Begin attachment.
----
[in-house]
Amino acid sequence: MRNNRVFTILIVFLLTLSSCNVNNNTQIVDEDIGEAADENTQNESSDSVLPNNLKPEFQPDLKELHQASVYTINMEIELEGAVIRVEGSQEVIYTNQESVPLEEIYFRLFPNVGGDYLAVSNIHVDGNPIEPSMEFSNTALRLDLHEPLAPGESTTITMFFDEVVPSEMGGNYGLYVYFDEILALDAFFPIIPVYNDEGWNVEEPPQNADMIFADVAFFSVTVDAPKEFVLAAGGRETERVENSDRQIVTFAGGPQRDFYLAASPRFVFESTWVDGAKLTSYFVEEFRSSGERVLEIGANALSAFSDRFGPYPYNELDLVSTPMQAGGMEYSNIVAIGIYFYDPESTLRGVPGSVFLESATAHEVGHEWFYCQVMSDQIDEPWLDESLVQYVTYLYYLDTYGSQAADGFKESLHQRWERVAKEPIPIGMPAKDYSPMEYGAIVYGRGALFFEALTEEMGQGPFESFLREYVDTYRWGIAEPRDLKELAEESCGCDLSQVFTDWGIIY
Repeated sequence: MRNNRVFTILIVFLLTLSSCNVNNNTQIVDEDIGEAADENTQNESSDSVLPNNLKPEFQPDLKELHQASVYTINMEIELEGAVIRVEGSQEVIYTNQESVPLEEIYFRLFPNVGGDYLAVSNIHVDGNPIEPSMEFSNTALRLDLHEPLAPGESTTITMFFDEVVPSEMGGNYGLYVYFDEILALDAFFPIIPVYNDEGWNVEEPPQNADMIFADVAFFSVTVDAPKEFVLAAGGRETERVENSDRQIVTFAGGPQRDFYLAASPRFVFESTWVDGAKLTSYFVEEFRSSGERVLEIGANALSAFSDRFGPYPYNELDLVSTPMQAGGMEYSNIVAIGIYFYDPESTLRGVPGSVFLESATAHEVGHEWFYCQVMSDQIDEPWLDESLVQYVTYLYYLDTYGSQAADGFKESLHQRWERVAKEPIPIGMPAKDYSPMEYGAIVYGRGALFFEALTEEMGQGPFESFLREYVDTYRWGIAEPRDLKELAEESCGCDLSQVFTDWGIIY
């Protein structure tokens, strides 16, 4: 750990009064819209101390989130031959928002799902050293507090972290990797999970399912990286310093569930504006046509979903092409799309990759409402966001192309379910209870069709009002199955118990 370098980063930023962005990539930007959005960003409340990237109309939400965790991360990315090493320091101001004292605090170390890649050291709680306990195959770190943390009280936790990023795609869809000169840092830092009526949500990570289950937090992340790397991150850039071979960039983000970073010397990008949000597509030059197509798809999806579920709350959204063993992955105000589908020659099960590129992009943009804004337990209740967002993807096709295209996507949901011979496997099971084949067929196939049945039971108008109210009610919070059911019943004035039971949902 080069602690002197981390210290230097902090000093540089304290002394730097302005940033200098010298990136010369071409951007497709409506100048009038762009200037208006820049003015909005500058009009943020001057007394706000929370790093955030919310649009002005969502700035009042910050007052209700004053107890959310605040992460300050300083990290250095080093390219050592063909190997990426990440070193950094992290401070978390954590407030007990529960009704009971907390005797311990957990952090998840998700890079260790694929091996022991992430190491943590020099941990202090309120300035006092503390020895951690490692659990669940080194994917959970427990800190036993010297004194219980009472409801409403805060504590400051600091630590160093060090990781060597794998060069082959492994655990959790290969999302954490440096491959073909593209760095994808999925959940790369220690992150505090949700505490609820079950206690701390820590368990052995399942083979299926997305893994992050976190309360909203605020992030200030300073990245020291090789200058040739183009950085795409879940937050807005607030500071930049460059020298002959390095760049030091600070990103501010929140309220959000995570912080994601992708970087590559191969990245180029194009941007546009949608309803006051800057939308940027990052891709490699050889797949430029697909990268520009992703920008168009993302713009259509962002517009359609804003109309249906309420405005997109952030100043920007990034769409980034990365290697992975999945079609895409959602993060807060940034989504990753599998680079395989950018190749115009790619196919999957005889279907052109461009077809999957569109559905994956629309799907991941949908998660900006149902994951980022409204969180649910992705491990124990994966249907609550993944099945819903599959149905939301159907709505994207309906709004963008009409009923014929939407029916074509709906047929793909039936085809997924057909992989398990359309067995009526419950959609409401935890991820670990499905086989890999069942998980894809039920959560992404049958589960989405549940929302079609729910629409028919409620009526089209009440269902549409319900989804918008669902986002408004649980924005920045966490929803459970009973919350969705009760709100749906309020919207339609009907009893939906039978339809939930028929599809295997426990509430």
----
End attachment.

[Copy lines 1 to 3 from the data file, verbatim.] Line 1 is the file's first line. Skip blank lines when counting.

[in-house]
Amino acid sequence: MRNNRVFTILIVFLLTLSSCNVNNNTQIVDEDIGEAADENTQNESSDSVLPNNLKPEFQPDLKELHQASVYTINMEIELEGAVIRVEGSQEVIYTNQESVPLEEIYFRLFPNVGGDYLAVSNIHVDGNPIEPSMEFSNTALRLDLHEPLAPGESTTITMFFDEVVPSEMGGNYGLYVYFDEILALDAFFPIIPVYNDEGWNVEEPPQNADMIFADVAFFSVTVDAPKEFVLAAGGRETERVENSDRQIVTFAGGPQRDFYLAASPRFVFESTWVDGAKLTSYFVEEFRSSGERVLEIGANALSAFSDRFGPYPYNELDLVSTPMQAGGMEYSNIVAIGIYFYDPESTLRGVPGSVFLESATAHEVGHEWFYCQVMSDQIDEPWLDESLVQYVTYLYYLDTYGSQAADGFKESLHQRWERVAKEPIPIGMPAKDYSPMEYGAIVYGRGALFFEALTEEMGQGPFESFLREYVDTYRWGIAEPRDLKELAEESCGCDLSQVFTDWGIIY
Repeated sequence: MRNNRVFTILIVFLLTLSSCNVNNNTQIVDEDIGEAADENTQNESSDSVLPNNLKPEFQPDLKELHQASVYTINMEIELEGAVIRVEGSQEVIYTNQESVPLEEIYFRLFPNVGGDYLAVSNIHVDGNPIEPSMEFSNTALRLDLHEPLAPGESTTITMFFDEVVPSEMGGNYGLYVYFDEILALDAFFPIIPVYNDEGWNVEEPPQNADMIFADVAFFSVTVDAPKEFVLAAGGRETERVENSDRQIVTFAGGPQRDFYLAASPRFVFESTWVDGAKLTSYFVEEFRSSGERVLEIGANALSAFSDRFGPYPYNELDLVSTPMQAGGMEYSNIVAIGIYFYDPESTLRGVPGSVFLESATAHEVGHEWFYCQVMSDQIDEPWLDESLVQYVTYLYYLDTYGSQAADGFKESLHQRWERVAKEPIPIGMPAKDYSPMEYGAIVYGRGALFFEALTEEMGQGPFESFLREYVDTYRWGIAEPRDLKELAEESCGCDLSQVFTDWGIIY